The Transport Workers’ Union is warning the Federal Government against any rescue plan for scandal-ridden Swissport without strict conditions on labour standards and an equity stake in the company.
Swissport, formerly Aerocare which is owned by Chinese conglomerate HNA and carries out ground operations such as baggage and catering for airlines, is reported to be considering sacking 80% of its staff because of a fall-off in work at Virgin.
TWU National Secretary Michael Kaine said workers had for years suffered at Swissport because of below award wages, a guarantee of no more than 60 hours a month and gruelling split shifts, with some workers even forced to sleep at the airport.
He called for a national plan on aviation before a rescue bid is considered to ensure both Virgin and Qantas remain viable and have work for companies like Swissport.
“There is absolutely no way the Federal Government should use taxpayers’ money to prop up Swissport without significant conditions attached. This is a company that has ripped workers in Australia off for years to the tune of millions of dollars and forced them into the most degrading working conditions. The Government must take a stake in Swissport and supervise strict lifting of labour standards. It must clear out its senior management team which has for years devised and overseen the exploitation of workers in Australia. The public were shocked to see footage of low paid Swissport workers forced to sleep behind baggage carousels while on split shifts, during which they stay at work for 15 hours and more but only get paid for six hours. Since then Swissport has lost major cases at the Federal Court and the Fair Work Commission as it tried repeatedly to ram through agreements to allow them to continue ripping workers off,” Kaine said.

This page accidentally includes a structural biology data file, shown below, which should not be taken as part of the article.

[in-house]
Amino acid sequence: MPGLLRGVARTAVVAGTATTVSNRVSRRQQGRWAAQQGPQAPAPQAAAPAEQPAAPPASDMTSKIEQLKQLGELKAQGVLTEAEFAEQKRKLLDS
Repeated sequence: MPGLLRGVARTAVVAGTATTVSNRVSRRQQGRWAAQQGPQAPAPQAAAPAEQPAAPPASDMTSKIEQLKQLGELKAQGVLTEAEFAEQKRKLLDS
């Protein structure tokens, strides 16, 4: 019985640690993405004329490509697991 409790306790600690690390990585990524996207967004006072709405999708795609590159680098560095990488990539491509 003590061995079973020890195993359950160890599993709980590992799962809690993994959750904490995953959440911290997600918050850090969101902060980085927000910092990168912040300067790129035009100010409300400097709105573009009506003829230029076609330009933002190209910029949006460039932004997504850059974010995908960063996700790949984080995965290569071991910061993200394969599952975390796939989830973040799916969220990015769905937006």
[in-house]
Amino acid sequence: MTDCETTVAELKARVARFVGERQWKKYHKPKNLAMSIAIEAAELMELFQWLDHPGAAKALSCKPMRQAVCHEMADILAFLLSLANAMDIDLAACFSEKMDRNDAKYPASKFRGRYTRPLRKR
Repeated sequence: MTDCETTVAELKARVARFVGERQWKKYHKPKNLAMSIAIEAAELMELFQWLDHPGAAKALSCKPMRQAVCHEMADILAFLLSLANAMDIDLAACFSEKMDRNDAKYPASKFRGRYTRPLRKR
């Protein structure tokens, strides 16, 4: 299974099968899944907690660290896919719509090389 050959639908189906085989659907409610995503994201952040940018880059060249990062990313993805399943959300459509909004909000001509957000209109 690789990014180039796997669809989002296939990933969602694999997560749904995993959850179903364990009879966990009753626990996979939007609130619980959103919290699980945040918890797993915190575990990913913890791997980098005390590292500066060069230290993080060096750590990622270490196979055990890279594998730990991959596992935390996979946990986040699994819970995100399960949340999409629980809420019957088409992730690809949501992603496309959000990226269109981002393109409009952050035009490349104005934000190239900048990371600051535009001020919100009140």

“The Federal Government must work out a national plan on aviation, which takes into account the fragmented landscape including the airlines and companies like Swissport which service them. All aviation companies are in crisis right now and the Government must devise a strategy for the thousands of workers who depend on them. After this crisis we need a new type of aviation industry where standards are lifted and where good jobs and a reliable service for the travelling public are prioritised,” Kaine added.
Issues with Swissport include:
· Last year the Fair Work Commission terminated the Swissport enterprise agreement which had been in place since 2012, saying its rates were below the award.
· In January 2019 the Federal Court rejected a bid by Swissport to have its split shifts recognised under law
· In 2017 the Fair Work Commission rejected Swissport’s enterprise agreement, because its rates were below the award and because it allowed for split shifts. Appeals by the company were also rejected
· Swissport has admitted in a memo to staff that it pays them below the award at Christmas and Easter.
· At Sydney International Airport over a one-year period there were 134 injury incidents among a Swissport staff of 326.
· Security incidents, including passengers at Perth airport allowed airside to collect their baggage after a baggage handler was left alone to unload an entire aircraft;
· Staff being forced back to work while still injured;
· Managers accompanying injured staff into doctors’ surgeries during appointments;
· Broken and faulty equipment in use around aircraft and passengers